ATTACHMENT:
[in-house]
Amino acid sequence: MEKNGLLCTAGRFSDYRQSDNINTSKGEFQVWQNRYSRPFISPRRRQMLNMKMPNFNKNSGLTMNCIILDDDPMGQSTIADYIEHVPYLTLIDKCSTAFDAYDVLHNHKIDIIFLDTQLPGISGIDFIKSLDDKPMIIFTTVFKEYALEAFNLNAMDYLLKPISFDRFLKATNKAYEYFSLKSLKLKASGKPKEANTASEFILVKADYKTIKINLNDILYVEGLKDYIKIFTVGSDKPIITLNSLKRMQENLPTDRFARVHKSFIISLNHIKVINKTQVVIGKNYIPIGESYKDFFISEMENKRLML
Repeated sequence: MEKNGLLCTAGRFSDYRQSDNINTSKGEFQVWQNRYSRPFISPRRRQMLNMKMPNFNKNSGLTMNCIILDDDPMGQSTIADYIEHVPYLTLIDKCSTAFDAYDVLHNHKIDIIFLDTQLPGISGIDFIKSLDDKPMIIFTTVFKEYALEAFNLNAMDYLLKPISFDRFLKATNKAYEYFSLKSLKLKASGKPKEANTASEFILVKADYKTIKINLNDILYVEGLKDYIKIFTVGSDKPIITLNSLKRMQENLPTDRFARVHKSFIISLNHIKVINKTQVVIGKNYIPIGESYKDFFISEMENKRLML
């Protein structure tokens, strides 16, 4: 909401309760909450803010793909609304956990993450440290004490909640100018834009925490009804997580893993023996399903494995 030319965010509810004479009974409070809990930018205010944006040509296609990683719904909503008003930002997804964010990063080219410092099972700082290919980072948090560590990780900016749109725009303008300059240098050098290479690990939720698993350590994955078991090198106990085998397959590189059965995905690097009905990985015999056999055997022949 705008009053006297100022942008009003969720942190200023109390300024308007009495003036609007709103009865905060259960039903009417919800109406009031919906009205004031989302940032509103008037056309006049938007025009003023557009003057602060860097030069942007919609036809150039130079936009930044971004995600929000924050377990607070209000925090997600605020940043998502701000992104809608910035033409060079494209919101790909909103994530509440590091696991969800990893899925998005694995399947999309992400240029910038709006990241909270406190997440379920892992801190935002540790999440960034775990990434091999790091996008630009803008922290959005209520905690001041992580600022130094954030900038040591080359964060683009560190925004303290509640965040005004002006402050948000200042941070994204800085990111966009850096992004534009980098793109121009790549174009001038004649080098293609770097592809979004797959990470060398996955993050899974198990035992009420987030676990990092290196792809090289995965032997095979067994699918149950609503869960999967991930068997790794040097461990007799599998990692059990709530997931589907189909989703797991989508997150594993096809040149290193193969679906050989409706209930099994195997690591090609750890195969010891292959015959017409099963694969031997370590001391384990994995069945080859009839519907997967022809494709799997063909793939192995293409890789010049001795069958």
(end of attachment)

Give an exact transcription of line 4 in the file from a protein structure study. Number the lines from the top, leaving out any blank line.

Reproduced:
């Protein structure tokens, strides 16, 4: 909401309760909450803010793909609304956990993450440290004490909640100018834009925490009804997580893993023996399903494995 030319965010509810004479009974409070809990930018205010944006040509296609990683719904909503008003930002997804964010990063080219410092099972700082290919980072948090560590990780900016749109725009303008300059240098050098290479690990939720698993350590994955078991090198106990085998397959590189059965995905690097009905990985015999056999055997022949 705008009053006297100022942008009003969720942190200023109390300024308007009495003036609007709103009865905060259960039903009417919800109406009031919906009205004031989302940032509103008037056309006049938007025009003023557009003057602060860097030069942007919609036809150039130079936009930044971004995600929000924050377990607070209000925090997600605020940043998502701000992104809608910035033409060079494209919101790909909103994530509440590091696991969800990893899925998005694995399947999309992400240029910038709006990241909270406190997440379920892992801190935002540790999440960034775990990434091999790091996008630009803008922290959005209520905690001041992580600022130094954030900038040591080359964060683009560190925004303290509640965040005004002006402050948000200042941070994204800085990111966009850096992004534009980098793109121009790549174009001038004649080098293609770097592809979004797959990470060398996955993050899974198990035992009420987030676990990092290196792809090289995965032997095979067994699918149950609503869960999967991930068997790794040097461990007799599998990692059990709530997931589907189909989703797991989508997150594993096809040149290193193969679906050989409706209930099994195997690591090609750890195969010891292959015959017409099963694969031997370590001391384990994995069945080859009839519907997967022809494709799997063909793939192995293409890789010049001795069958």